- Ferguson NM, Laydon D, Nedjati-Gilaniet G et al. Impact of non-pharmaceutical interventions (NPIs) to reduce COVID- 19 mortality and healthcare demand. Imperial College London. DOI: https://doi.org/10.25561/77482
- Meares HDD, Jones MP. When a System Breaks: A Queuing Theory Model for the Number of Intensive Care Beds Needed During the COVID-19 Pandemic. Med J Aust Published online 2020.
- Steyerberg, E. W. (2019). Clinical Prediction Models : A Practical Approach to Development, Validation, and Updating / by Ewout W. Steyerberg (Second edition. ed.): Cham : Springer International Publishing : Imprint: Springer.
- Hastie, T., Tibshirani, R., Friedman, J.H.: The elements of statistical learning: Data mining, inference, and prediction. Springer, New York (2001).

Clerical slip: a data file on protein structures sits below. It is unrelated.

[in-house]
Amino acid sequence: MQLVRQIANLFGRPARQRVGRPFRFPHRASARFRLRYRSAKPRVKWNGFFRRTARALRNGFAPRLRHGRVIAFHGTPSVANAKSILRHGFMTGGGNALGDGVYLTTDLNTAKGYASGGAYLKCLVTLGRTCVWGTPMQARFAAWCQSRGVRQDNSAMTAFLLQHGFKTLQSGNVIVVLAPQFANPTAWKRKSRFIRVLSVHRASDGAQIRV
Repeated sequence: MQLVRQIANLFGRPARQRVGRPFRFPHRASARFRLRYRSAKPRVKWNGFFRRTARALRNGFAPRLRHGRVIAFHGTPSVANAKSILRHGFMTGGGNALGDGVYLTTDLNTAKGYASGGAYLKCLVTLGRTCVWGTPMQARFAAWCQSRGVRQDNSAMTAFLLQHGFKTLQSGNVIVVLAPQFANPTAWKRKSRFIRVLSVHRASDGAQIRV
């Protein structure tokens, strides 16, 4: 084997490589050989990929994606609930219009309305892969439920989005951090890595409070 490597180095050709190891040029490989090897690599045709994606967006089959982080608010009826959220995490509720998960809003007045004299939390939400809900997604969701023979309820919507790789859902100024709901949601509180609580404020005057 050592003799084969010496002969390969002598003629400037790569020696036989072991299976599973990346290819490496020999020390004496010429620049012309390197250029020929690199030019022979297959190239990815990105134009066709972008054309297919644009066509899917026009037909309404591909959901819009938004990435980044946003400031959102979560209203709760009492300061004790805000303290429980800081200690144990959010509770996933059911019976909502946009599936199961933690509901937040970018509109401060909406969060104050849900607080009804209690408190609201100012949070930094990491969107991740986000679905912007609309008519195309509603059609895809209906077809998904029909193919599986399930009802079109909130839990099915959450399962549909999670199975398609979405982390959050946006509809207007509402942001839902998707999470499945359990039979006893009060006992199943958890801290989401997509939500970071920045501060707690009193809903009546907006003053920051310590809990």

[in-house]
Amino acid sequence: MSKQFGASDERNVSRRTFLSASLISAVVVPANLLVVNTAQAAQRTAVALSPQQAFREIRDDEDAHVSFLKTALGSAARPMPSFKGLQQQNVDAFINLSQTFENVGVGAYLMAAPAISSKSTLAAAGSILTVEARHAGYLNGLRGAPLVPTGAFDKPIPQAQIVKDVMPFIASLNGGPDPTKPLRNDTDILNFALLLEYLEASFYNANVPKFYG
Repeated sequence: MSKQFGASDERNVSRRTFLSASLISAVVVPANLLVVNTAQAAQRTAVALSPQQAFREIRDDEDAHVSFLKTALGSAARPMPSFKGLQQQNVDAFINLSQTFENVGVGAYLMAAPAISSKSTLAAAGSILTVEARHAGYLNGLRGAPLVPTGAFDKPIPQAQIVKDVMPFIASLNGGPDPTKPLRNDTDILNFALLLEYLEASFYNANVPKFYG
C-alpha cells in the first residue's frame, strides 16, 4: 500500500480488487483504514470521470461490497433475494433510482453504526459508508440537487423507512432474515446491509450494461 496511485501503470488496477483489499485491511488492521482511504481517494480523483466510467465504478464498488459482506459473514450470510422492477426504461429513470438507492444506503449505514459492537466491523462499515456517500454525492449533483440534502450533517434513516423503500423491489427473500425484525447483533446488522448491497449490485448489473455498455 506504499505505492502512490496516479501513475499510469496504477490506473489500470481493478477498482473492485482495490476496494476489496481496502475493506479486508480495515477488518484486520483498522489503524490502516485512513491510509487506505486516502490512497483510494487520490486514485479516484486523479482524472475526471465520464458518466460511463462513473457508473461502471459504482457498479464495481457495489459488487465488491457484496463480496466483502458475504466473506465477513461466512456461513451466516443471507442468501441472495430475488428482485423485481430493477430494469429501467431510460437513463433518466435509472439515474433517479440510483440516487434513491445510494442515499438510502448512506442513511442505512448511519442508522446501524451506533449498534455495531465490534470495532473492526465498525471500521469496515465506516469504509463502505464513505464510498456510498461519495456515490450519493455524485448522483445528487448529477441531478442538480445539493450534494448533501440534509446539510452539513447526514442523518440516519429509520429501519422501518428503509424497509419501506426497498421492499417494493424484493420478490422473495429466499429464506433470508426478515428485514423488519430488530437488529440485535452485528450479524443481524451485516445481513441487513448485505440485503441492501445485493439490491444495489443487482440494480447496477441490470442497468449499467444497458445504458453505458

- Steyerberg, E. W., Bleeker, S. E., Moll, H. A., Grobbee, D. E., & Moons, K. G. M.. Internal and external validation of predictive models: A simulation study of bias and precision in small samples. Journal of Clinical Epidemiology 2003; 56(5), 441-44.
- Beggs PJ, Zhang Y, Bambrick H, Berry HL, Linnenluecke MK, Trueck S, Bi P, Boylan SM, Green D, Guo Y, Hanigan IC, Johnston FH, Madden DL, Malik A, Morgan GG, Perkins-Kirkpatrick S, Rychetnik L, Stevenson M, Watts N, Capon AG. The 2019 report of the MJA-Lancet Countdown on health and climate change: a turbulent year with mixed progress. Med J Aust. 2019 Dec;211(11):490-491.e21.